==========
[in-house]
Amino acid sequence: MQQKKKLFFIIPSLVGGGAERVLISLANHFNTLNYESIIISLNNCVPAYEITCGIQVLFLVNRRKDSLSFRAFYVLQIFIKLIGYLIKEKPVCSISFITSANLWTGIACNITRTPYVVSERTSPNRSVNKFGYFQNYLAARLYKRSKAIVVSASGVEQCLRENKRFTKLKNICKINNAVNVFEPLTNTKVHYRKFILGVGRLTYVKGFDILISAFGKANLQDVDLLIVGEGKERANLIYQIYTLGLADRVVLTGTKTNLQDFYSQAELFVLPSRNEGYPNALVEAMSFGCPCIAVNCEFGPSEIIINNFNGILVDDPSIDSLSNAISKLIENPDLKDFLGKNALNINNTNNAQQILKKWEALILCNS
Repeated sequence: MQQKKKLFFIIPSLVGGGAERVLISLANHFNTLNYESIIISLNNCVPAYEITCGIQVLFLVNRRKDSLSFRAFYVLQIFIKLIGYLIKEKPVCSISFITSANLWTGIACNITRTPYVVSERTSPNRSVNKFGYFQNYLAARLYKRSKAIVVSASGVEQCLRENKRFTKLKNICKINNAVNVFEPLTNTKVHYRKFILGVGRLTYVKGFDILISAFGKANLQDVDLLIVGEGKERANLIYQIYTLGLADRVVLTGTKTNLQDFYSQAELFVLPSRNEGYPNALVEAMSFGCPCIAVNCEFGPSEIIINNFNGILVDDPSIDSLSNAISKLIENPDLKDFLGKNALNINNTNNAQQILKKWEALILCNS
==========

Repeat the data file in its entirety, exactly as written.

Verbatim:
[in-house]
Amino acid sequence: MQQKKKLFFIIPSLVGGGAERVLISLANHFNTLNYESIIISLNNCVPAYEITCGIQVLFLVNRRKDSLSFRAFYVLQIFIKLIGYLIKEKPVCSISFITSANLWTGIACNITRTPYVVSERTSPNRSVNKFGYFQNYLAARLYKRSKAIVVSASGVEQCLRENKRFTKLKNICKINNAVNVFEPLTNTKVHYRKFILGVGRLTYVKGFDILISAFGKANLQDVDLLIVGEGKERANLIYQIYTLGLADRVVLTGTKTNLQDFYSQAELFVLPSRNEGYPNALVEAMSFGCPCIAVNCEFGPSEIIINNFNGILVDDPSIDSLSNAISKLIENPDLKDFLGKNALNINNTNNAQQILKKWEALILCNS
Repeated sequence: MQQKKKLFFIIPSLVGGGAERVLISLANHFNTLNYESIIISLNNCVPAYEITCGIQVLFLVNRRKDSLSFRAFYVLQIFIKLIGYLIKEKPVCSISFITSANLWTGIACNITRTPYVVSERTSPNRSVNKFGYFQNYLAARLYKRSKAIVVSASGVEQCLRENKRFTKLKNICKINNAVNVFEPLTNTKVHYRKFILGVGRLTYVKGFDILISAFGKANLQDVDLLIVGEGKERANLIYQIYTLGLADRVVLTGTKTNLQDFYSQAELFVLPSRNEGYPNALVEAMSFGCPCIAVNCEFGPSEIIINNFNGILVDDPSIDSLSNAISKLIENPDLKDFLGKNALNINNTNNAQQILKKWEALILCNS